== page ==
Upon obtaining further history, the patient reported being in his usual state of health except for a psoriasis flare for which he had used fluocinonide 0.1% cream in the two days prior to presentation. Although he had used a small amount of cream on his hands before, this time he applied the cream to a larger area, including his abdomen, twice a day, using occlusive techniques to increase effectiveness. While hospitalized, the patient was kept on an insulin infusion, requiring 0.25-3 units/hour. On hospital day 2, he was transitioned to his insulin pump using his prior-to-admission settings. He was discharged home and advised to discontinue using the fluocinonide cream. On outpatient follow-up, he did not report further hyperglycemia.

3. Discussion

The clinical presentation is suggestive of corticosteroid-induced hyperglycemia. We know that systemic/oral administration of corticosteroids can induce or worsen hyperglycemia; however, there are limited reports about topical use causing hyperglycemia. Topical corticosteroids are classified by potency from class I (super potent) to class VII (least potent) [1]. The fluocinonide 0.1% cream that our patient used is in class I. It has been hypothesized that topical corticosteroids cause hyperglycemia through increasing alanine transport, thereby facilitating hepatic gluconeogenesis, increasing enzymatic activity, and causing a relative insulin resistance [2].

Gomez and Frost reported two patients with abnormal glucose tolerance tests who developed postprandial hyperglycemia with topical administration of high potency corticosteroid creams [3]. Two other patients, despite also having abnormal pretreatment glucose tolerance tests, had no changes in postprandial glucose values. All patients had decreased levels of measured cortisol, suggesting clinically significant systemic effects of the topical corticosteroids. Hongo et al. described an elderly man with longstanding diabetes who was diagnosed with psoriasis [1] and switched from oral to topical corticosteroid therapy. His glycemic control worsened and he required a 76% increase in total daily insulin dose (Table 1). Kahara et al. reported the case of a patient treated for oral lichen planus with a class VII (lowest potency) steroid on his oral mucosa. The patient developed new onset diabetes that required initiation of an oral anti-diabetes medication for several months (Table 1) [4]. A nested case-control study of over 192,000 patients in the Netherlands found a 1.24-fold increased risk of developing diabetes among those currently using topical corticosteroids. Risk was even higher among patients with more than 180 days of topical corticosteroid use [odds ratio (OR) 1.32, 95% confidence interval 1.14-1.54)] and among those with higher cumulative exposure (ORs ranging from 1.29 to 1.44; statistically significant) [5]. In addition to hyperglycemia, there have also been reported cases of Cushing syndrome and adrenal crisis due to topical corticosteroid use [2].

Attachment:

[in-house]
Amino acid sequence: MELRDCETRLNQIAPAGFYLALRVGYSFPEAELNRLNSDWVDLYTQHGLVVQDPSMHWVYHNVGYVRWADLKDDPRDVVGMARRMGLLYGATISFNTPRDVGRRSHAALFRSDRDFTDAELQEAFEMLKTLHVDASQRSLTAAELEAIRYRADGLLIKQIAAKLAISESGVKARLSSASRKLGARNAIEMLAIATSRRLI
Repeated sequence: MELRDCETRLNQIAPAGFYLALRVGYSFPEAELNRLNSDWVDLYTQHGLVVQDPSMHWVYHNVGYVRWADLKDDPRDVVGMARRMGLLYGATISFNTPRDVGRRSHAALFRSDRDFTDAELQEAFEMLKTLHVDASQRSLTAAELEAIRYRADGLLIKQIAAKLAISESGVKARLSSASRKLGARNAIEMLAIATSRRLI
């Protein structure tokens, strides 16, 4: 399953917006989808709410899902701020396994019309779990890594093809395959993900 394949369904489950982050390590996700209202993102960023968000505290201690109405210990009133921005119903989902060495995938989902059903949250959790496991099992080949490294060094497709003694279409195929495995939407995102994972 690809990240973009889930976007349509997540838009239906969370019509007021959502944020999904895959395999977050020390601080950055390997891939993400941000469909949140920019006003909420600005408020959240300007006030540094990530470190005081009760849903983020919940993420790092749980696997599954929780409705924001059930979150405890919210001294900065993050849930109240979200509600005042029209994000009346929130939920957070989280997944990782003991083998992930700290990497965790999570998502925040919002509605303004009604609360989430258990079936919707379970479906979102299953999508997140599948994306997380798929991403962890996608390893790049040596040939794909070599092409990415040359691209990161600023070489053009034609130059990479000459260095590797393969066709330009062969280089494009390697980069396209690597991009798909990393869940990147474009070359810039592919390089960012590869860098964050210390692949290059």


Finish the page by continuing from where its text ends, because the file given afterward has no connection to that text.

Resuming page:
Table 1: Comparison of the current case with other cases of hyperglycemia related to topical corticosteroid use.

Although there are limited data about topical corticosteroid therapy causing alterations in glucose metabolism, it appears that clinically significant changes can occur even with short duration use, particularly with high potency steroids used with occlusive techniques for increased effect. This is to our knowledge the first case reported in which the patient required a very significant amount of extra insulin (nearly five times his typical total daily dose) after using high potency topical steroid cream. Hence, clinicians need to be aware of the potentially detrimental effect of topical corticosteroid use in patients with diabetes.

Conflicts of Interest

The authors declare that they have no conflicts of interest.

Acknowledgments

Anna Milanesi received support from Veterans Affairs MERIT, grant no. I01BX003665.

References